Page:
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Sweet M.J.,University of Derby | Sere M.G.,ARVAM | Sere M.G.,Oceanographic Research Institute ORI | Sere M.G.,Center Reunion
Journal of Sea Research | Year: 2015

Incidences of coral disease are increasing. Most studies which focus on diseases in these organisms routinely assess variations in bacterial associates. However, other microorganism groups such as viruses, fungi and protozoa are only recently starting to receive attention. This study aimed at assessing the diversity of ciliates associated with coral diseases over a wide geographical range. Here we show that a wide variety of ciliates are associated with all nine coral diseases assessed. Many of these ciliates such as Trochilia petrani and Glauconema trihymene feed on the bacteria which are likely colonizing the bare skeleton exposed by the advancing disease lesion or the necrotic tissue itself. Others such as Pseudokeronopsis and Licnophora macfarlandi are common predators of other protozoans and will be attracted by the increase in other ciliate species to the lesion interface. However, a few ciliate species (namely Varistrombidium kielum, Philaster lucinda, Philaster guamense, a Euplotes sp., a Trachelotractus sp. and a Condylostoma sp.) appear to harbor symbiotic algae, potentially from the coral themselves, a result which may indicate that they play some role in the disease pathology at the very least. Although, from this study alone we are not able to discern what roles any of these ciliates play in disease causation, the consistent presence of such communities with disease lesion interfaces warrants further investigation. © 2015.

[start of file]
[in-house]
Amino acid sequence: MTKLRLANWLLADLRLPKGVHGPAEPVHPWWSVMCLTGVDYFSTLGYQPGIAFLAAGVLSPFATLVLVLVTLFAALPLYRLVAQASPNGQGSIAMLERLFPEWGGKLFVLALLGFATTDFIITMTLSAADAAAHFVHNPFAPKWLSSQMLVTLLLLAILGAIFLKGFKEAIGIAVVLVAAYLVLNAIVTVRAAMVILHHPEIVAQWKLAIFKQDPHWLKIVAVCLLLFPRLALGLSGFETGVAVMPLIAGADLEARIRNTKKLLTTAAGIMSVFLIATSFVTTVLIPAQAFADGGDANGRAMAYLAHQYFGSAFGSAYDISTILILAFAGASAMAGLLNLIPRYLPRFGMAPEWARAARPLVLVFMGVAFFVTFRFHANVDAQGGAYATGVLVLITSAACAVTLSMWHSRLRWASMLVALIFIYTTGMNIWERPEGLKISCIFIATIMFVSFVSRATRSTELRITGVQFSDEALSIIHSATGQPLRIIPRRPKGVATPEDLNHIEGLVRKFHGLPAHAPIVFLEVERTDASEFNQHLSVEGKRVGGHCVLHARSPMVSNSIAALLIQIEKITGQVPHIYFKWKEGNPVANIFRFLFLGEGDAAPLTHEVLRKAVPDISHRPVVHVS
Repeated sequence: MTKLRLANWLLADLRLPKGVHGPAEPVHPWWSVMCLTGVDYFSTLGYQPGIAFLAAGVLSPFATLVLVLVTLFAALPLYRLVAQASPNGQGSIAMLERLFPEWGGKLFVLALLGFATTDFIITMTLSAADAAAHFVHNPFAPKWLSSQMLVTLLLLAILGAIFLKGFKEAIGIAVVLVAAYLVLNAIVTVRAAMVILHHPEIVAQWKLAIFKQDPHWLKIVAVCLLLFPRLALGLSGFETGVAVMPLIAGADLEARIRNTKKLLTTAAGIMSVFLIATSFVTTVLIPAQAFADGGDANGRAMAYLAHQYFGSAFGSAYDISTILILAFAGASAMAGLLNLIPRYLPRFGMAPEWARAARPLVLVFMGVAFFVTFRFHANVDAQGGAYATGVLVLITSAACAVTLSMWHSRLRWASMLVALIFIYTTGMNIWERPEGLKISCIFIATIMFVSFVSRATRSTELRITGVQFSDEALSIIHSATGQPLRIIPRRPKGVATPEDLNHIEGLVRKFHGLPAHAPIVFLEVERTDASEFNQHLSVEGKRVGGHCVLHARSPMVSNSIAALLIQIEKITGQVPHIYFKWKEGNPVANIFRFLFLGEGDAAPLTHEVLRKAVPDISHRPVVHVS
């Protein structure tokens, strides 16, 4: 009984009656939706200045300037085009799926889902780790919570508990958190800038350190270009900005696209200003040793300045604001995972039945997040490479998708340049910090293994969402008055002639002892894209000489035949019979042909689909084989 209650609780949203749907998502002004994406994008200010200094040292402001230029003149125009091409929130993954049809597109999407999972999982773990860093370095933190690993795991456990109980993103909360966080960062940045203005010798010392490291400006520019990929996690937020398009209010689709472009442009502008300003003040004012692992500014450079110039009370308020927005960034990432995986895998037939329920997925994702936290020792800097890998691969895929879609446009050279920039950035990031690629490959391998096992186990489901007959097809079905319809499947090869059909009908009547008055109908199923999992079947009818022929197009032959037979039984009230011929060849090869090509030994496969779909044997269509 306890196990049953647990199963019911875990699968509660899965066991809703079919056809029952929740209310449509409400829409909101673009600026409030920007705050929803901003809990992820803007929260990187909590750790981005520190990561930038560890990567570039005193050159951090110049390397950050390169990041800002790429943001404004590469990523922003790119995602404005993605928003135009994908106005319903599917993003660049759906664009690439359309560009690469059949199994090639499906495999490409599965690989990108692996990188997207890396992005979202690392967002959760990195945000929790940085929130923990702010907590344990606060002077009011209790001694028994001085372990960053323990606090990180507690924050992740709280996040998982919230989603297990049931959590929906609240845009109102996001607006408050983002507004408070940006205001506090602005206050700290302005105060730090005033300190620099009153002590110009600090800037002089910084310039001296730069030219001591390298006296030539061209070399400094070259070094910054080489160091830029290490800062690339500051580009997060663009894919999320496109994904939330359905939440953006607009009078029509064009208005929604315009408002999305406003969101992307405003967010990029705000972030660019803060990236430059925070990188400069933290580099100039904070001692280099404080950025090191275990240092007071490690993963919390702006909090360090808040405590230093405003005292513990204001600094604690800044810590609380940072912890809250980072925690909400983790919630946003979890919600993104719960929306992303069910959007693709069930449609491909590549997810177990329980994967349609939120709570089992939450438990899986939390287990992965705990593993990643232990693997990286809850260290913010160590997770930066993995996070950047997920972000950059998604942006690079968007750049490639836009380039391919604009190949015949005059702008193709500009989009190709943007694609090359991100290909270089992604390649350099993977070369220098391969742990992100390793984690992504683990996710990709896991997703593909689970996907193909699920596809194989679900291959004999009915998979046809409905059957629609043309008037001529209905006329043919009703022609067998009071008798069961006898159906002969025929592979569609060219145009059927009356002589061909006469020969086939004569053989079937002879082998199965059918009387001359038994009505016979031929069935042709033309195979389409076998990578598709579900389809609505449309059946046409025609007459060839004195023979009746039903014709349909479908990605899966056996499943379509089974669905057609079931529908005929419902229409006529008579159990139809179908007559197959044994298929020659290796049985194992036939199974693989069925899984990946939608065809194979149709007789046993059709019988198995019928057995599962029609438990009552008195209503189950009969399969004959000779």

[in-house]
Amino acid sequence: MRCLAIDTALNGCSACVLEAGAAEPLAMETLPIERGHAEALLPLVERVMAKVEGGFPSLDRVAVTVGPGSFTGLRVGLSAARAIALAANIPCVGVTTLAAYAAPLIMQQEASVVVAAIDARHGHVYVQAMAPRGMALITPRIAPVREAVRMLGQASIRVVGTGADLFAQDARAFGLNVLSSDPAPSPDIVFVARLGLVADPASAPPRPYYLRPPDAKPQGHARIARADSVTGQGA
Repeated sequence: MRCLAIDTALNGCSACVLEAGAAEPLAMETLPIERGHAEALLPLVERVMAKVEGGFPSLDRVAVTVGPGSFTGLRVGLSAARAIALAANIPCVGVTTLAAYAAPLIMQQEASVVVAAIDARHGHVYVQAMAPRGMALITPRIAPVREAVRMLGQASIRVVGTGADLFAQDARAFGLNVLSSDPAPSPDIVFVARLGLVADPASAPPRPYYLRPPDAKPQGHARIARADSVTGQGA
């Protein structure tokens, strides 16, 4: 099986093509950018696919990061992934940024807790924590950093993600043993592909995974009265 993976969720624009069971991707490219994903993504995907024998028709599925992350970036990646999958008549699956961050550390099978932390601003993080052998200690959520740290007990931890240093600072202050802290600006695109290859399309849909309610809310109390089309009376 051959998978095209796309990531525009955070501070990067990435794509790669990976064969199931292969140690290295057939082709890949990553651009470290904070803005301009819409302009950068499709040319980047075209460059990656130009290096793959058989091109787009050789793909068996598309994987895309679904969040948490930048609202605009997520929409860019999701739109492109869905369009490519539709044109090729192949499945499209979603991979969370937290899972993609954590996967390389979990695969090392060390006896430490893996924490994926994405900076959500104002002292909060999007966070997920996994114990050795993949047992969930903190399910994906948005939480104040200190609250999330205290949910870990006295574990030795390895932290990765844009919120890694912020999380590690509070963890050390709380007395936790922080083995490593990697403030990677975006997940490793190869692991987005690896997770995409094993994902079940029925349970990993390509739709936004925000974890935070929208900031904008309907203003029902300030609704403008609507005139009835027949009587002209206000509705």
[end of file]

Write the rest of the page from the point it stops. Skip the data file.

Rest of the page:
Sere M.G.,Agence Pour la Recherche et la Valorisation Marines ARVAM | Sere M.G.,Oceanographic Research Institute ORI | Sere M.G.,Institute Of La Recherche Pour Le Developpement Ird | Tortosa P.,University of Reunion Island | And 4 more authors.
PLoS ONE | Year: 2013